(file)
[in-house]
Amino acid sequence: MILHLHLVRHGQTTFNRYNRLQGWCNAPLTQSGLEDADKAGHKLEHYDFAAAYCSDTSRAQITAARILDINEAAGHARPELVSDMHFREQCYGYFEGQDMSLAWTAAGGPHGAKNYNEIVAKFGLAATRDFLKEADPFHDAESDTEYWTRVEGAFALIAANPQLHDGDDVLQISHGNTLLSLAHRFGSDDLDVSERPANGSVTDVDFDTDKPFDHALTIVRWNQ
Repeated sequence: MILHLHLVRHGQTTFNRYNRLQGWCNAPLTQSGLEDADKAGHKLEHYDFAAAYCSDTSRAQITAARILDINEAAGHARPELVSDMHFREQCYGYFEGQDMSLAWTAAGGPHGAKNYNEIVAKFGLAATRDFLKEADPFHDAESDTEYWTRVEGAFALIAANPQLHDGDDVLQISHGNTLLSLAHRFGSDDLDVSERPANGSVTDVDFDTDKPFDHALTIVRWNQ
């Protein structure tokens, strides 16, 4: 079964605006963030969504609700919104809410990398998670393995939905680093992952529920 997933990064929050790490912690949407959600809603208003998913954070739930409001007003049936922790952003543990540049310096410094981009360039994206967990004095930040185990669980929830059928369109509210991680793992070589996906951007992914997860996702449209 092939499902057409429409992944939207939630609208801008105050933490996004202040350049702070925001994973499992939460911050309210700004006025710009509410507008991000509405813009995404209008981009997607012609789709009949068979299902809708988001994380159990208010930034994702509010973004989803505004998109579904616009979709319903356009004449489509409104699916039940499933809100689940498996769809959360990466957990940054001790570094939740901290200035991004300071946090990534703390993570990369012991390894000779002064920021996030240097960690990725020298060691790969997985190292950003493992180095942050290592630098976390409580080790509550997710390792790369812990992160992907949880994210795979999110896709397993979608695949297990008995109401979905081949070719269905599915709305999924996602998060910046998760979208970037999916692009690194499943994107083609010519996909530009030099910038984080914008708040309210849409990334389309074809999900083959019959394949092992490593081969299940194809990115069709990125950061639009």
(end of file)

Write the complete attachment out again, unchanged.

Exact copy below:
[in-house]
Amino acid sequence: MILHLHLVRHGQTTFNRYNRLQGWCNAPLTQSGLEDADKAGHKLEHYDFAAAYCSDTSRAQITAARILDINEAAGHARPELVSDMHFREQCYGYFEGQDMSLAWTAAGGPHGAKNYNEIVAKFGLAATRDFLKEADPFHDAESDTEYWTRVEGAFALIAANPQLHDGDDVLQISHGNTLLSLAHRFGSDDLDVSERPANGSVTDVDFDTDKPFDHALTIVRWNQ
Repeated sequence: MILHLHLVRHGQTTFNRYNRLQGWCNAPLTQSGLEDADKAGHKLEHYDFAAAYCSDTSRAQITAARILDINEAAGHARPELVSDMHFREQCYGYFEGQDMSLAWTAAGGPHGAKNYNEIVAKFGLAATRDFLKEADPFHDAESDTEYWTRVEGAFALIAANPQLHDGDDVLQISHGNTLLSLAHRFGSDDLDVSERPANGSVTDVDFDTDKPFDHALTIVRWNQ
């Protein structure tokens, strides 16, 4: 079964605006963030969504609700919104809410990398998670393995939905680093992952529920 997933990064929050790490912690949407959600809603208003998913954070739930409001007003049936922790952003543990540049310096410094981009360039994206967990004095930040185990669980929830059928369109509210991680793992070589996906951007992914997860996702449209 092939499902057409429409992944939207939630609208801008105050933490996004202040350049702070925001994973499992939460911050309210700004006025710009509410507008991000509405813009995404209008981009997607012609789709009949068979299902809708988001994380159990208010930034994702509010973004989803505004998109579904616009979709319903356009004449489509409104699916039940499933809100689940498996769809959360990466957990940054001790570094939740901290200035991004300071946090990534703390993570990369012991390894000779002064920021996030240097960690990725020298060691790969997985190292950003493992180095942050290592630098976390409580080790509550997710390792790369812990992160992907949880994210795979999110896709397993979608695949297990008995109401979905081949070719269905599915709305999924996602998060910046998760979208970037999916692009690194499943994107083609010519996909530009030099910038984080914008708040309210849409990334389309074809999900083959019959394949092992490593081969299940194809990115069709990125950061639009």